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All off-campus Stanford-funded internships must be virtual


All Stanford-funded summer quarter opportunities that take place off-campus must be conducted virtually, according to University spokespeople.

The new restrictions are being put in place during the first quarter in which frosh and sophomores will be living on campus. Because of the pandemic, undergraduate students can take classes or use their flex term to participate in University-funded summer activities. Those activities, now called experiential learning opportunities (ELOs), include research, a Cardinal Quarter or some other relevant experience outside of the classroom.

For students who are considering an ELO, there are two types: remote or virtual. A remote ELO is conducted in a location other than Stanford’s campus. A virtual ELO can take place on or off campus, but the work doesn’t actually take place in person. “On-campus ELOs may be either virtual or in-person, but remote ELOs can only be virtual,” wrote University spokeswoman Dee Mostofi. 

The clarification comes after a string of mixed messages on various University platforms. Initially, students who recently logged on to the Cardinal Quarter application platform noticed a message that said “as of April 10, all Stanford-funded, full-time summer quarter opportunities must be completed remotely.” Since then, University spokesperson E.J. Miranda has clarified that this is not the case. 

“We are working to ensure students receive and have access to the most current and accurate information,” Miranda wrote, referencing a Reapproaching Stanford flyer with information about summer quarter Flex Term, ELOs and available campus housing. “Students should also reach out as needed to their Academic Advising Director about Stanford ELO processes, eligibility, funding and other related guidance.”

To be eligible for Stanford-funded ELOs this summer, a student has to have completed two quarters of instruction this past academic year. Frosh and sophomores have been invited to campus this summer: They qualify to live there while completing their ELO on a flex term if this requirement is met.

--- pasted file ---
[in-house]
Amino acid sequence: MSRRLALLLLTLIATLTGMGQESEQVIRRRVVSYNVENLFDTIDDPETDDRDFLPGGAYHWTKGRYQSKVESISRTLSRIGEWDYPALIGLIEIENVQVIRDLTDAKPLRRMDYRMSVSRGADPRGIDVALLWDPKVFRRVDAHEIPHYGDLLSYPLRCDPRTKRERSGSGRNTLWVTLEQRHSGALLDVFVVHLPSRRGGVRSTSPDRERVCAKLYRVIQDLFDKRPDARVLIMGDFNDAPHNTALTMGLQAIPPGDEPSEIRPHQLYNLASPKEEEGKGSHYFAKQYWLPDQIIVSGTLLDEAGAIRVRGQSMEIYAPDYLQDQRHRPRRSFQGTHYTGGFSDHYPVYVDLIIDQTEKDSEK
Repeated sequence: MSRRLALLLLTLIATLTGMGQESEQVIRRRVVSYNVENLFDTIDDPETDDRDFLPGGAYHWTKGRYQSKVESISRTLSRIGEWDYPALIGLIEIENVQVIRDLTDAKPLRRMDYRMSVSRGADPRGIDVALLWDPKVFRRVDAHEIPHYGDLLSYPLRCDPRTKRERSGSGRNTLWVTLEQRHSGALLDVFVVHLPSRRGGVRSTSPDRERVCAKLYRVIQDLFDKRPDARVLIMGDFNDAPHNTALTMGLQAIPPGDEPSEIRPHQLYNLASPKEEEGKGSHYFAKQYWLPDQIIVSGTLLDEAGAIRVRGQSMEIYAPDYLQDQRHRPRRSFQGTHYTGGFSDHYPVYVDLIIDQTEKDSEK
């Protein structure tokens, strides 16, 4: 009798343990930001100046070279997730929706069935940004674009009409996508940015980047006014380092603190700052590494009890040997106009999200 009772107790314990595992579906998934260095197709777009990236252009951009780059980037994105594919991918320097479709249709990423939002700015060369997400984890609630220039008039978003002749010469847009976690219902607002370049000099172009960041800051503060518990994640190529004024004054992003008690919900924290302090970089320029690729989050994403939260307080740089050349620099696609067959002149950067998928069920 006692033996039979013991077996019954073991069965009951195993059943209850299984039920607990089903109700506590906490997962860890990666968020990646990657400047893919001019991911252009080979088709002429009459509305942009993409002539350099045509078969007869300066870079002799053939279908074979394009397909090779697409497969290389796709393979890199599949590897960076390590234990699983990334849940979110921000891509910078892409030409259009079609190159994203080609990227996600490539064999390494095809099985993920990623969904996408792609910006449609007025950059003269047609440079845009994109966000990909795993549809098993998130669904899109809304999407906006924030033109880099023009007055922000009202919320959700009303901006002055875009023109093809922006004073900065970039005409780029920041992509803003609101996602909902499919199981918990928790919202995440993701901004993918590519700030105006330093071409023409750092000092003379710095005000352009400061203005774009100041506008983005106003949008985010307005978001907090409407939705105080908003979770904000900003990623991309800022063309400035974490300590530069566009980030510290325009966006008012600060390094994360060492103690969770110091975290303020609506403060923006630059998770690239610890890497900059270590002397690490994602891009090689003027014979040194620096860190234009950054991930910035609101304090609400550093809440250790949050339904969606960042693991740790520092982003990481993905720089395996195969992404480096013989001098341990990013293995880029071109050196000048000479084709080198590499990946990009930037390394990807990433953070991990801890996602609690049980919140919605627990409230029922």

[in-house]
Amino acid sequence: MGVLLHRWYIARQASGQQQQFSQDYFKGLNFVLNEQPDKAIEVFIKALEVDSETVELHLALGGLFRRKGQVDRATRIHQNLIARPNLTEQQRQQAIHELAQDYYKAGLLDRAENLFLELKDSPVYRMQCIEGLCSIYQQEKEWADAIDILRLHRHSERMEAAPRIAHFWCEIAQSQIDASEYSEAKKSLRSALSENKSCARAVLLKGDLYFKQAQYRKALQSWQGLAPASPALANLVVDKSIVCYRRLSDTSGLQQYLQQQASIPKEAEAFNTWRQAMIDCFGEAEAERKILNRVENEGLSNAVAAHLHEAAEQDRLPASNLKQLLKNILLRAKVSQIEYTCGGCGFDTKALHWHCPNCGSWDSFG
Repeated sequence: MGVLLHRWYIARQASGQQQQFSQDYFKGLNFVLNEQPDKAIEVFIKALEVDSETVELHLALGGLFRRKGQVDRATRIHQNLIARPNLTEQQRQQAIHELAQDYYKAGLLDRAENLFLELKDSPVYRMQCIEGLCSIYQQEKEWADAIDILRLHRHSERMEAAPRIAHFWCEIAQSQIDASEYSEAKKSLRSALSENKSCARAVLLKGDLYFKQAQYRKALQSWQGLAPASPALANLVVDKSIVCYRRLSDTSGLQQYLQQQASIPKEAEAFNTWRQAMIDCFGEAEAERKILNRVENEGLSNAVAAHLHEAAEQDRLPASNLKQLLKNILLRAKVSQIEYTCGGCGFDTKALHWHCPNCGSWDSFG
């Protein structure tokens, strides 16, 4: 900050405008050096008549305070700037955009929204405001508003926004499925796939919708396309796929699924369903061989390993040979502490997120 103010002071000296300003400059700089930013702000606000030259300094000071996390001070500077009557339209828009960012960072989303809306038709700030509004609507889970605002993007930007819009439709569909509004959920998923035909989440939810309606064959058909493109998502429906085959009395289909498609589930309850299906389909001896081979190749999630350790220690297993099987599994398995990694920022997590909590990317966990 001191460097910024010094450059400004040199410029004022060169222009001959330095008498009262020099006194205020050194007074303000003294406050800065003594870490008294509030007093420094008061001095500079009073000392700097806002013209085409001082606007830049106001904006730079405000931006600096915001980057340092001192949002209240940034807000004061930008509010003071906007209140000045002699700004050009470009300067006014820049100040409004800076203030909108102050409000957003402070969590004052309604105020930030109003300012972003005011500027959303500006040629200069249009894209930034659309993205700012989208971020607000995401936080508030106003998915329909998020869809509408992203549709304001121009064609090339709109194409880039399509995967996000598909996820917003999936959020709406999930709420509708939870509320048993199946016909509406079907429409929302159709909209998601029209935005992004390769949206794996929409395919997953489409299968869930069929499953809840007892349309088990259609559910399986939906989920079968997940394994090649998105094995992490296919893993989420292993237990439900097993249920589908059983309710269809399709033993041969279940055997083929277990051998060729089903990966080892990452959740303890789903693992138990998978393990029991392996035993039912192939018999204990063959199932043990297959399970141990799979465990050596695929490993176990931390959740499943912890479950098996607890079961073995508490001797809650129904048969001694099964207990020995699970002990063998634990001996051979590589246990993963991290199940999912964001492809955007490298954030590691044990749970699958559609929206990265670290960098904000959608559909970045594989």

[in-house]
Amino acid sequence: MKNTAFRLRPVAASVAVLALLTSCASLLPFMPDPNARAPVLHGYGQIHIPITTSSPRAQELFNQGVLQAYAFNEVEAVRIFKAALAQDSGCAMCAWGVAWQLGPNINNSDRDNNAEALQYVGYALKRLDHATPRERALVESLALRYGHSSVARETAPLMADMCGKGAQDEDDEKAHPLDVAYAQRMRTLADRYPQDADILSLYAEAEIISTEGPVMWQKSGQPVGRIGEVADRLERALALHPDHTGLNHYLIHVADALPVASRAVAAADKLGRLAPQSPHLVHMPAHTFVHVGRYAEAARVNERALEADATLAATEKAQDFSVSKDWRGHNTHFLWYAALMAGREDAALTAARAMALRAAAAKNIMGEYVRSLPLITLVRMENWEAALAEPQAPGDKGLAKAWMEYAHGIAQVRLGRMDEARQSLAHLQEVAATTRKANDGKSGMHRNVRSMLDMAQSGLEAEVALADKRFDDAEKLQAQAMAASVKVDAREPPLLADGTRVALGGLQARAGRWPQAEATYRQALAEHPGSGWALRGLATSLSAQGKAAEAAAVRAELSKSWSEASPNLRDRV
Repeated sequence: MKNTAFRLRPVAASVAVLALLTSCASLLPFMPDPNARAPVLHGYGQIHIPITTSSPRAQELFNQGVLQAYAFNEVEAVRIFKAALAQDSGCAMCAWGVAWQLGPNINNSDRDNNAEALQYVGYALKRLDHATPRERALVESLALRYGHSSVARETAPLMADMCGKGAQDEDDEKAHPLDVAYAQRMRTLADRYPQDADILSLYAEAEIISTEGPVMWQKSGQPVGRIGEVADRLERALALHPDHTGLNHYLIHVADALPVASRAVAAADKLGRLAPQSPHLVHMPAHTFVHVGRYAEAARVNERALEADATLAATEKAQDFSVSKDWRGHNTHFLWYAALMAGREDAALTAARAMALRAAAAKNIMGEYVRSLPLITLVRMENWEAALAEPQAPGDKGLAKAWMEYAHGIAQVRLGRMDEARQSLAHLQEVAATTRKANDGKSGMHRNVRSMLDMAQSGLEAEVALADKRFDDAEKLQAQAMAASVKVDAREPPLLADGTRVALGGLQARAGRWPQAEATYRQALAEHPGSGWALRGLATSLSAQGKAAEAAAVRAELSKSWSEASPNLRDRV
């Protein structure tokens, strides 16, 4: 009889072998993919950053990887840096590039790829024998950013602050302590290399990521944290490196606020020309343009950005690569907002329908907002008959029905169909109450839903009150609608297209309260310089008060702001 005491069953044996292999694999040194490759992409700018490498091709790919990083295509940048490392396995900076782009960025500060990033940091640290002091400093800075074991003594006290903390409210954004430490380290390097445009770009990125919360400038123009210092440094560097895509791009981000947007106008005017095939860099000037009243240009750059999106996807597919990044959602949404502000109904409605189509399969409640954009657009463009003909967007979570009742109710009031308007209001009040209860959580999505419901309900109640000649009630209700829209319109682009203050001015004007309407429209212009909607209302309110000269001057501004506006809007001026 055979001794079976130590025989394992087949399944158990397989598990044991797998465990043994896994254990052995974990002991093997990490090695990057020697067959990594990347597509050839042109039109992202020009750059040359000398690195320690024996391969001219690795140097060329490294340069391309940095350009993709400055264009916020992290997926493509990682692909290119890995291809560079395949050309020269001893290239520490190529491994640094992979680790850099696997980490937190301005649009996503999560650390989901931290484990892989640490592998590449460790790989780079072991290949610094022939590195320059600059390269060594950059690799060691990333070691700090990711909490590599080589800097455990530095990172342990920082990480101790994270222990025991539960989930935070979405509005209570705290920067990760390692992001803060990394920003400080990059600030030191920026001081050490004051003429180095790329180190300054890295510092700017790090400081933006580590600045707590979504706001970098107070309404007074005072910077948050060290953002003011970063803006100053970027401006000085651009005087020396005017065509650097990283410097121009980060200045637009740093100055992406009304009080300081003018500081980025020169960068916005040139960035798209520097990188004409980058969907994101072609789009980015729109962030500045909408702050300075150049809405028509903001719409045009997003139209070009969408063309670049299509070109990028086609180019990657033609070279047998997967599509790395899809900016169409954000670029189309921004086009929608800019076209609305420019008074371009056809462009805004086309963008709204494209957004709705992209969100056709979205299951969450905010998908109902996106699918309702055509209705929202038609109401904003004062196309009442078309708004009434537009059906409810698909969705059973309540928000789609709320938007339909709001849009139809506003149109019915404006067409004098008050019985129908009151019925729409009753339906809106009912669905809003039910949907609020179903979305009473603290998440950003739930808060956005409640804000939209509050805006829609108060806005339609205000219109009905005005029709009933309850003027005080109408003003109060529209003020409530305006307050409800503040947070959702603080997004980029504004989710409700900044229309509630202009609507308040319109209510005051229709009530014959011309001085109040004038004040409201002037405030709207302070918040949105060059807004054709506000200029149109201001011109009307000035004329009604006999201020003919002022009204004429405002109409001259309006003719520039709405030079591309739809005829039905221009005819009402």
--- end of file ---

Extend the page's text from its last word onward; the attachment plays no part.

On-campus work will be restricted to certain activities, and as the situation evolves, the department or program offering the ELO may transition to virtual participation, as opposed to in-person work. Being on campus does not guarantee in-person work.

All activities will adhere to the latest public health guidance to minimize the risk of contracting COVID-19. Likewise, improving conditions in California and the nation “may have an impact on decision making around how and when to begin relaxing restrictions around in-person activities,” according to Mostofi.

Juniors and seniors seeking an on-campus residence “may also use their flex term for Summer Quarter to pursue a Stanford-funded ELO but would need to apply for an exception to live on campus,” she added.

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Matthew Turk ’24 is a desk editor for The Stanford Daily. He leads the mobile app development team as well and expects to major in computer science. Matthew has participated in several technical and financial internship programs. From January to May 2021, he worked with the frontend development team at Blocklight Analytics in his hometown of Chicago and was the engineering fellow at The Texas Tribune this past summer. His debut novel, An Invincible Summer, went on sale in stores in February. Ask Matthew about astrophysics, football and the automotive industry. Contact him at mturk ‘at’